1:sunhpc-release         ########################################### [100%]

3. Install software on the head node

[root@mgmt1 ~]# sunhpc_installer

Type "c" to continue installation

Note: Java-1.4.2-gcj-compat and packages having dependence with it would be removed during installation because of conflict. java-1.4.2-gcj-compat with Sun Java Runtime Environment.

The total installation process varies largely depending on the network connection to CentOS repository.

3. Prepare Cobbler provision server

Cobbler is a Linux provisioning server that provides tools for automating software installation on large numbers of Linux systems, including PXE configurations and boots, re-installation, and virtualization. For more information about using Cobbler, see https://fedorahosted.org/cobbler .

1. Turn off IP Table on the head node.

iptables are disabled to allow full access by all networking devices to the management Ethernet network.

[root@mgmt1 ~]# /etc/init.d/iptables stop

[root@mgmt1 ~]# /etc/init.d/ip6tables stop

[root@mgmt1 ~]# chkconfig --level 2345 iptables off

[root@mgmt1 ~]# chkconfig --level 2345 ip6tables off

[root@mgmt1 ~]# chkconfig --list | grep tables
ip6tables          0:off    1:off    2:off    3:off    4:off    5:off    6:off
iptables           0:off    1:off    2:off    3:off    4:off    5:off    6:off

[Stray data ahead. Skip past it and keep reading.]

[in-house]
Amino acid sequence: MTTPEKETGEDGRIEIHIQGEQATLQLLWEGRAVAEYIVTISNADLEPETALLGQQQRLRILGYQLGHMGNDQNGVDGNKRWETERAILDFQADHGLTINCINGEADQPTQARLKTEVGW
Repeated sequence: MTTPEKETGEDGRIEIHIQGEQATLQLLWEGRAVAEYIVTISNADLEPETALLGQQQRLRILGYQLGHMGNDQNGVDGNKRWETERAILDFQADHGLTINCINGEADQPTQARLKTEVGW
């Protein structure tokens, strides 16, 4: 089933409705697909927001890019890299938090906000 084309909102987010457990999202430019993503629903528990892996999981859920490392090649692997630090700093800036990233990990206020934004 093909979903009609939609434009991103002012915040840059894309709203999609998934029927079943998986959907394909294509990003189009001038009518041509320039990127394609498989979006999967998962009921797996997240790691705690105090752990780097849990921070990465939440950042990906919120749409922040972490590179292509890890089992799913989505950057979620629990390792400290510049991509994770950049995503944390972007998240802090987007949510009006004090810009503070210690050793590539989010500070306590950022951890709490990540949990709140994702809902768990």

2. Configure Cobbler

In order to make cobbler working, we need to configure cobbler dhcp server ("server";), tftp se server ("next_server";) and provisioning network interface ("ksdevice";) in /etc/cobbler/settings. Since we use the head node (mgmt1) to serve both dhcp server and tftp server, we assign both "server" and "next_server" with the ip address of mgmt1's. Since we use eth0 as the interface to the internet and eth1 as the interface to the internal network interface to other nodes in the cluster, we assign "ksdevice" with "eth1"

[root@mgmt1 ~]# vi /etc/cobbler/settings

ksdevice: eth1
next_server: ''
server: ''

We also need to modify the dhcpd.template file for the provisioning network. In this example, the subnet starts at and the subnet mask is In the dhcpd.template file, we need to edit subnet and netmask field accordingly.

[root@mgmt1 ~]# vi /etc/cobbler/dhcp.template

- snip -
subnet netmask {
     option subnet-mask;
- snip -
option root-path "$next_server:/var/lib/oneSIS/image/centos5.2,v3,tcp,hard";
- snip -

4. Provision diskless clients

1. Create one virtual machine "centOS-dllcn001" and attach its network adapter1 to internal network.

serve as a diskful client.
- Created 8G virtual disk for this one.
- Tick "VT-x/AMD-V" feature (Refer to section 1 step 4 )
- Make sure rhel-dflcn001 to boot from network

- Change network adapter 1 to Internal Network and write down the MAC address of this adapter, "080027D24CA2", which would be used as "08:00:27:D2:4C:A2" later on.

2. Make sure cobblerd, dhcpd and httpd up and running

Cobbler uses dhcpd service to assign IP addresses for the clients to be provisioned and httpd service to transfer system packages over network.